• Companies may have to pay new taxes and customs costs as well as deal with slower administration processes for conducting business with suppliers in continental Europe.

  • Companies may have difficulty hiring qualified employees from outside the United Kingdom to address the skills shortage, and employees who are non-British nationals may be required to obtain a visa or work permit in order to keep working in the United Kingdom.

  • Other countries may be hesitant to invest in the United Kingdom until it is clear that the UK economy can be successful while independent of the EU, which could weaken the pound.

  • Britain’s trade relationship with the EU could sour if Brexit negotiations go poorly. This situation could be further exacerbated if the United Kingdom is unable to secure beneficial trade deals with other countries.

    Pros:

  • Leaving could return regulatory control to the United Kingdom in areas like health and safety and employment law.

  • Companies could have fewer regulations governing how they can conduct business, which could spur serious growth.

  • Unburdened by EU trade rules, the United Kingdom could negotiate better trade agreements with non-EU countries.

  • A pound slightly weakened by Brexit could actually help manufacturers export their goods, since a strong pound is a main deterrent to overseas customers buying British goods.

  • The government will either no longer contribute to the EU budget, or contribute less.

    This list is not comprehensive and represents a general, non-industry-specific overview of the benefits and drawbacks of Brexit.

    Certain industry bodies and polls have found more sector-specific support for staying. For instance, the Engineering Employers Federation and the majority of polled construction executives are in favour of remaining a part of the EU. However, the British Chambers of Commerce reported in May that more businesses are opting to leave as the vote draws near—54.1 per cent of businesspeople polled would vote to remain, down from 60 per cent in February. And 37 per cent would vote to leave, up from 30 per cent in the same February poll.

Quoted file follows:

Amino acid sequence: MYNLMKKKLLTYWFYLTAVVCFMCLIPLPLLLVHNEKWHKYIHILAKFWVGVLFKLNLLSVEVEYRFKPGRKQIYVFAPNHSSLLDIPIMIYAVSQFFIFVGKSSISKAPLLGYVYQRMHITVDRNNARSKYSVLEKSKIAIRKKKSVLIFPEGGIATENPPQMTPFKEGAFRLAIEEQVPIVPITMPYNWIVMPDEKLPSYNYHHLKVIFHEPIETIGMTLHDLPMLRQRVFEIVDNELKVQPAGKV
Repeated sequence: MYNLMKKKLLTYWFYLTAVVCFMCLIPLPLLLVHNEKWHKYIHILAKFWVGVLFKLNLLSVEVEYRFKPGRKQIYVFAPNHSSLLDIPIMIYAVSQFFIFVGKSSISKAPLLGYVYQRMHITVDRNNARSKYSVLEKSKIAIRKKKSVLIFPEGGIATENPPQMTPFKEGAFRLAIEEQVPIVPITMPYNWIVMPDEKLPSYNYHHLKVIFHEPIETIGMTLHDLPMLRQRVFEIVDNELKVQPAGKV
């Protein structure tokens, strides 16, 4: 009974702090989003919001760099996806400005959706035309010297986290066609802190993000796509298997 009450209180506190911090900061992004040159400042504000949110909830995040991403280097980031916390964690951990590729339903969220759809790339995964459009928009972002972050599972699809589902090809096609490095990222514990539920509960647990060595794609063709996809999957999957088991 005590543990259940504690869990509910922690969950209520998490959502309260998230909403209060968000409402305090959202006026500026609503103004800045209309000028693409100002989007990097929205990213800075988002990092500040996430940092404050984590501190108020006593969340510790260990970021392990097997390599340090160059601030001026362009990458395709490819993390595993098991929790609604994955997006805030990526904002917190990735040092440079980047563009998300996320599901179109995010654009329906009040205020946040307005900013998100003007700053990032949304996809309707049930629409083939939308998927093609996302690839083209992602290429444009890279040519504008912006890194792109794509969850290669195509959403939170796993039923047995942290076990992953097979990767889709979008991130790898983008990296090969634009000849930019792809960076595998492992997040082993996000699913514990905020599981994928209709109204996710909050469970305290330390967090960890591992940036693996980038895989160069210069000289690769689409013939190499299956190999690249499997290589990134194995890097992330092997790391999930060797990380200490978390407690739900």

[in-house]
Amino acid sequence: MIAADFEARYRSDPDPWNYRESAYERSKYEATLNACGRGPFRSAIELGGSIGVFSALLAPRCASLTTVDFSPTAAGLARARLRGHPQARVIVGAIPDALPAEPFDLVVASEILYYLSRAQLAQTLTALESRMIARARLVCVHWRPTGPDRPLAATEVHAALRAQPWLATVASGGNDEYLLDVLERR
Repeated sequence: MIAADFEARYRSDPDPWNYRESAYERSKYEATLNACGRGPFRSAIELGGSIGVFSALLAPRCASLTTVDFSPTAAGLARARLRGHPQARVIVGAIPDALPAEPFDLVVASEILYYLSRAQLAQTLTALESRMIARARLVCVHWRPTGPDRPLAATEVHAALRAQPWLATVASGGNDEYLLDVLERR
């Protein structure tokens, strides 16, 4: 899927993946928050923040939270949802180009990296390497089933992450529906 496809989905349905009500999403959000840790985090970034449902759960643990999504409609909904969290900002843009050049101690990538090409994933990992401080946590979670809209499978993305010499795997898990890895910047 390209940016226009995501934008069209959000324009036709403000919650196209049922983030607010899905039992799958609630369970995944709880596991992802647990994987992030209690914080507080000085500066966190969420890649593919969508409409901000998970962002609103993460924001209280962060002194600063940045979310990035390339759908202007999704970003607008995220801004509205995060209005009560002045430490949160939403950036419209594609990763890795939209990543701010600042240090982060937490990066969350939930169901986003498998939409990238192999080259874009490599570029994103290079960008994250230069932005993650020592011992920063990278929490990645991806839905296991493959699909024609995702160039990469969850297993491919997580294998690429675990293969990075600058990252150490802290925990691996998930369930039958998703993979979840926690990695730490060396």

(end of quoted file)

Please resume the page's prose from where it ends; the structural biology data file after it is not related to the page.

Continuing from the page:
How Can I Prepare My Business?

    Preparing your business for a possible Brexit is vital. If you have not started, you are not alone—April research from the Chartered Institute of Internal Auditors found that only 21 per cent of FTSE 250 companies had made or were currently making contingency plans for Brexit.

    It is never too late to begin planning for Brexit. To assess the impact on your business, do the following:

  • List out three scenarios for how your organisation will be affected by Brexit, based on the three models outlined in this News Brief. Pay particular attention to how those models will affect issues critical to your business (eg, reduced legislation, free movement of people, or the inability to ‘passport’ financial services).

  • For each scenario, understand the main exposures your business faces and how they will change depending on the outcome.

  • Focus on short-term effects—how will immediate market volatility and reduced economic growth affect your business?

  • Ask yourself:

    • How much of my business is with the EU?

    • Will reduced EU funding impact my business?

    • Will Brexit halt my future plans for growth?

    • Will changing international trade regulations help or harm my business?

    • Will Brexit affect my workforce?

    • Do I need to send out internal communications ahead of Brexit?

  • Search for any opportunities created by Brexit. The change is monumental, and a post-Brexit Britain may open up new avenues of growth.

    Uncertainty Is Inevitable

    But poor planning isn’t. Rely on the insurance professionals at Weald Insurance Brokers Limited to help uncover and manage your risk—whatever the future has in store.